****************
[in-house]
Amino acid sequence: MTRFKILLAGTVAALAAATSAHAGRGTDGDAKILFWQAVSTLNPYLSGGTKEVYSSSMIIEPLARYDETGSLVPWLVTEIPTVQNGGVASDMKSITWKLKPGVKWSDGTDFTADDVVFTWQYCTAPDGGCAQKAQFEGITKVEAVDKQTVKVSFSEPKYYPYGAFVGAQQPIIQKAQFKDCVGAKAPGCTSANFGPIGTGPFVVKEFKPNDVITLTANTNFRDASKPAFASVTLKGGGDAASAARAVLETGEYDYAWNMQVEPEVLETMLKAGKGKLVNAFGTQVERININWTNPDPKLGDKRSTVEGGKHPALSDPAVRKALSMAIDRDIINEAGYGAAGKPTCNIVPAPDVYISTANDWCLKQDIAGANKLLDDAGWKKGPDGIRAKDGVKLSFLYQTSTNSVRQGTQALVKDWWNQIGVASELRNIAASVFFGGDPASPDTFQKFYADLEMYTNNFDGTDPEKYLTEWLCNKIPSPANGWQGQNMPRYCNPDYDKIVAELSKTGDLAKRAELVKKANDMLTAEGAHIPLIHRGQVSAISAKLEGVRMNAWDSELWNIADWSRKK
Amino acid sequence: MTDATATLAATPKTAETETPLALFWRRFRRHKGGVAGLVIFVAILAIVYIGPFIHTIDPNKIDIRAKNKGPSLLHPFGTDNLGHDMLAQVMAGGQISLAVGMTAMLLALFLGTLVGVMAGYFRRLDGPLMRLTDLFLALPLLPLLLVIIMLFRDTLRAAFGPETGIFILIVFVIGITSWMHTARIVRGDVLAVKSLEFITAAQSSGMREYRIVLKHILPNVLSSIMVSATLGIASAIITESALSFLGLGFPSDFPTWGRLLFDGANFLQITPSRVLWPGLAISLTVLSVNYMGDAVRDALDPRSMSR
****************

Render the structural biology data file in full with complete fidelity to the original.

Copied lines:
[in-house]
Amino acid sequence: MTRFKILLAGTVAALAAATSAHAGRGTDGDAKILFWQAVSTLNPYLSGGTKEVYSSSMIIEPLARYDETGSLVPWLVTEIPTVQNGGVASDMKSITWKLKPGVKWSDGTDFTADDVVFTWQYCTAPDGGCAQKAQFEGITKVEAVDKQTVKVSFSEPKYYPYGAFVGAQQPIIQKAQFKDCVGAKAPGCTSANFGPIGTGPFVVKEFKPNDVITLTANTNFRDASKPAFASVTLKGGGDAASAARAVLETGEYDYAWNMQVEPEVLETMLKAGKGKLVNAFGTQVERININWTNPDPKLGDKRSTVEGGKHPALSDPAVRKALSMAIDRDIINEAGYGAAGKPTCNIVPAPDVYISTANDWCLKQDIAGANKLLDDAGWKKGPDGIRAKDGVKLSFLYQTSTNSVRQGTQALVKDWWNQIGVASELRNIAASVFFGGDPASPDTFQKFYADLEMYTNNFDGTDPEKYLTEWLCNKIPSPANGWQGQNMPRYCNPDYDKIVAELSKTGDLAKRAELVKKANDMLTAEGAHIPLIHRGQVSAISAKLEGVRMNAWDSELWNIADWSRKK
Amino acid sequence: MTDATATLAATPKTAETETPLALFWRRFRRHKGGVAGLVIFVAILAIVYIGPFIHTIDPNKIDIRAKNKGPSLLHPFGTDNLGHDMLAQVMAGGQISLAVGMTAMLLALFLGTLVGVMAGYFRRLDGPLMRLTDLFLALPLLPLLLVIIMLFRDTLRAAFGPETGIFILIVFVIGITSWMHTARIVRGDVLAVKSLEFITAAQSSGMREYRIVLKHILPNVLSSIMVSATLGIASAIITESALSFLGLGFPSDFPTWGRLLFDGANFLQITPSRVLWPGLAISLTVLSVNYMGDAVRDALDPRSMSR